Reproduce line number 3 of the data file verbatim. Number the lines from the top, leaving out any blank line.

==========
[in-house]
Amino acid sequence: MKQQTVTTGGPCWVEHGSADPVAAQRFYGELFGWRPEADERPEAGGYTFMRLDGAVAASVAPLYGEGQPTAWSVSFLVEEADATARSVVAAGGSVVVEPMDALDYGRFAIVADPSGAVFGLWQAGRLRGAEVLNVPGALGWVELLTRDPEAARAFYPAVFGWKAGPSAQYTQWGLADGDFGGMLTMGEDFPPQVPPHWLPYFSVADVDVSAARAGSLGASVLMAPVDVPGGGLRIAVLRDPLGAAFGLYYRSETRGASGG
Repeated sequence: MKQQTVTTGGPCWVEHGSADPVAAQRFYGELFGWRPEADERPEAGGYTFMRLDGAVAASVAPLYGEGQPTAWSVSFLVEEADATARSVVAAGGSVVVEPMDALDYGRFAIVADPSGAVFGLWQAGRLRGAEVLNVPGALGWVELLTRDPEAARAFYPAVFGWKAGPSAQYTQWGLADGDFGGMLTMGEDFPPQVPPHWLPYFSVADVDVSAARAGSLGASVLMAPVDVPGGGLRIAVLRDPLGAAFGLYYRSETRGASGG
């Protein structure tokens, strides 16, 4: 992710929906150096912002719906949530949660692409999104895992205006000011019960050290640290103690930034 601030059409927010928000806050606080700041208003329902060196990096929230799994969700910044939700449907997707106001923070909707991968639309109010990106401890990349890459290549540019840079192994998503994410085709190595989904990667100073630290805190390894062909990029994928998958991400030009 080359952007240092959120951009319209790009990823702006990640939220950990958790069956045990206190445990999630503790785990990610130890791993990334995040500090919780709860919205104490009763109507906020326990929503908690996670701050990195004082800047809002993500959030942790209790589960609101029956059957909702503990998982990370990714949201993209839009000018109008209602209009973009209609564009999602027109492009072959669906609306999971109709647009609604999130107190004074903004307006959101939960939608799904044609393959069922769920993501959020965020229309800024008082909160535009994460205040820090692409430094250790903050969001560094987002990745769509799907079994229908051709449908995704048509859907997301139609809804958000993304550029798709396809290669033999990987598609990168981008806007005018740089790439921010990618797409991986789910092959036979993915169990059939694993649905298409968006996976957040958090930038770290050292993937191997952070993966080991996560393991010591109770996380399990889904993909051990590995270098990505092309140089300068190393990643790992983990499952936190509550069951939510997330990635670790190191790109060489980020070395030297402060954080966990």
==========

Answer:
Repeated sequence: MKQQTVTTGGPCWVEHGSADPVAAQRFYGELFGWRPEADERPEAGGYTFMRLDGAVAASVAPLYGEGQPTAWSVSFLVEEADATARSVVAAGGSVVVEPMDALDYGRFAIVADPSGAVFGLWQAGRLRGAEVLNVPGALGWVELLTRDPEAARAFYPAVFGWKAGPSAQYTQWGLADGDFGGMLTMGEDFPPQVPPHWLPYFSVADVDVSAARAGSLGASVLMAPVDVPGGGLRIAVLRDPLGAAFGLYYRSETRGASGG